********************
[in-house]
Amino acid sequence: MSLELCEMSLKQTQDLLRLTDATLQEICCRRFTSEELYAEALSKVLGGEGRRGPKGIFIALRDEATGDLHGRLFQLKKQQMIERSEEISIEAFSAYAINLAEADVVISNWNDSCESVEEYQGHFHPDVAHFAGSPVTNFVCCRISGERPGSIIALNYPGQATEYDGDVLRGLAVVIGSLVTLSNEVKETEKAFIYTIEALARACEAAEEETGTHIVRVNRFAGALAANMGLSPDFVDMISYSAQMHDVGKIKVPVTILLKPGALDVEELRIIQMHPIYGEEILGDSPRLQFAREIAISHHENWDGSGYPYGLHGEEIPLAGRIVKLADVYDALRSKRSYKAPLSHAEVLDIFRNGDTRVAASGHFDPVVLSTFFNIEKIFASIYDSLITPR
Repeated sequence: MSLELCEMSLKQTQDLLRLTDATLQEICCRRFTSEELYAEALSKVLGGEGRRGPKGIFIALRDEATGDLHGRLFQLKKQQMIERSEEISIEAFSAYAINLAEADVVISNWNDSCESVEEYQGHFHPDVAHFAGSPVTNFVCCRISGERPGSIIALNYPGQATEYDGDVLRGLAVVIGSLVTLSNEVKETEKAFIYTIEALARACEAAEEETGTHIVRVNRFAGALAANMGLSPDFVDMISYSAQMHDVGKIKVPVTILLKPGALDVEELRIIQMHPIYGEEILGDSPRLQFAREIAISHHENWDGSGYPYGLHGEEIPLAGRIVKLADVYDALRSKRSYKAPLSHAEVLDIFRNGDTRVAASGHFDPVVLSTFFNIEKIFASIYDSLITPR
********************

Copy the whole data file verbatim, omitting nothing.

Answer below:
[in-house]
Amino acid sequence: MSLELCEMSLKQTQDLLRLTDATLQEICCRRFTSEELYAEALSKVLGGEGRRGPKGIFIALRDEATGDLHGRLFQLKKQQMIERSEEISIEAFSAYAINLAEADVVISNWNDSCESVEEYQGHFHPDVAHFAGSPVTNFVCCRISGERPGSIIALNYPGQATEYDGDVLRGLAVVIGSLVTLSNEVKETEKAFIYTIEALARACEAAEEETGTHIVRVNRFAGALAANMGLSPDFVDMISYSAQMHDVGKIKVPVTILLKPGALDVEELRIIQMHPIYGEEILGDSPRLQFAREIAISHHENWDGSGYPYGLHGEEIPLAGRIVKLADVYDALRSKRSYKAPLSHAEVLDIFRNGDTRVAASGHFDPVVLSTFFNIEKIFASIYDSLITPR
Repeated sequence: MSLELCEMSLKQTQDLLRLTDATLQEICCRRFTSEELYAEALSKVLGGEGRRGPKGIFIALRDEATGDLHGRLFQLKKQQMIERSEEISIEAFSAYAINLAEADVVISNWNDSCESVEEYQGHFHPDVAHFAGSPVTNFVCCRISGERPGSIIALNYPGQATEYDGDVLRGLAVVIGSLVTLSNEVKETEKAFIYTIEALARACEAAEEETGTHIVRVNRFAGALAANMGLSPDFVDMISYSAQMHDVGKIKVPVTILLKPGALDVEELRIIQMHPIYGEEILGDSPRLQFAREIAISHHENWDGSGYPYGLHGEEIPLAGRIVKLADVYDALRSKRSYKAPLSHAEVLDIFRNGDTRVAASGHFDPVVLSTFFNIEKIFASIYDSLITPR